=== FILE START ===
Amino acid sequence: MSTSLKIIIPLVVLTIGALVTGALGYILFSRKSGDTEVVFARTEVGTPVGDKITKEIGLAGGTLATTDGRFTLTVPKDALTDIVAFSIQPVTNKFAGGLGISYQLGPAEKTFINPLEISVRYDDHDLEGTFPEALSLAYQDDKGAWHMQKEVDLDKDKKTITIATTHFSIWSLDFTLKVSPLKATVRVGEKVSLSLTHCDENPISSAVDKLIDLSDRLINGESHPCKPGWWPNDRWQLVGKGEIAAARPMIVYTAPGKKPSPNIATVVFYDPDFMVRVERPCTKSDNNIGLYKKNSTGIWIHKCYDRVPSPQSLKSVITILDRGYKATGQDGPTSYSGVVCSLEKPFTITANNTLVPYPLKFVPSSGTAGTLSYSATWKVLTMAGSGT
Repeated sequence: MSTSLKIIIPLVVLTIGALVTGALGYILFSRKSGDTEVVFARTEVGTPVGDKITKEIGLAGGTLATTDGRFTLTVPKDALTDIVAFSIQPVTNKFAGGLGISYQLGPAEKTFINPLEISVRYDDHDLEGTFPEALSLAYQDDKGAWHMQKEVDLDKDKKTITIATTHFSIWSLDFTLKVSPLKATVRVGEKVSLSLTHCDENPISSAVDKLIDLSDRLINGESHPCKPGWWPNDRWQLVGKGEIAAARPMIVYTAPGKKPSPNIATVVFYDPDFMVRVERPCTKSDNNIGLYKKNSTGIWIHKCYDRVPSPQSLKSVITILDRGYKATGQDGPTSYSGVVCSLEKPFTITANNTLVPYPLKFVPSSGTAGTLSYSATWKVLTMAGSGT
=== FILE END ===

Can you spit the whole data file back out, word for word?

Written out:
Amino acid sequence: MSTSLKIIIPLVVLTIGALVTGALGYILFSRKSGDTEVVFARTEVGTPVGDKITKEIGLAGGTLATTDGRFTLTVPKDALTDIVAFSIQPVTNKFAGGLGISYQLGPAEKTFINPLEISVRYDDHDLEGTFPEALSLAYQDDKGAWHMQKEVDLDKDKKTITIATTHFSIWSLDFTLKVSPLKATVRVGEKVSLSLTHCDENPISSAVDKLIDLSDRLINGESHPCKPGWWPNDRWQLVGKGEIAAARPMIVYTAPGKKPSPNIATVVFYDPDFMVRVERPCTKSDNNIGLYKKNSTGIWIHKCYDRVPSPQSLKSVITILDRGYKATGQDGPTSYSGVVCSLEKPFTITANNTLVPYPLKFVPSSGTAGTLSYSATWKVLTMAGSGT
Repeated sequence: MSTSLKIIIPLVVLTIGALVTGALGYILFSRKSGDTEVVFARTEVGTPVGDKITKEIGLAGGTLATTDGRFTLTVPKDALTDIVAFSIQPVTNKFAGGLGISYQLGPAEKTFINPLEISVRYDDHDLEGTFPEALSLAYQDDKGAWHMQKEVDLDKDKKTITIATTHFSIWSLDFTLKVSPLKATVRVGEKVSLSLTHCDENPISSAVDKLIDLSDRLINGESHPCKPGWWPNDRWQLVGKGEIAAARPMIVYTAPGKKPSPNIATVVFYDPDFMVRVERPCTKSDNNIGLYKKNSTGIWIHKCYDRVPSPQSLKSVITILDRGYKATGQDGPTSYSGVVCSLEKPFTITANNTLVPYPLKFVPSSGTAGTLSYSATWKVLTMAGSGT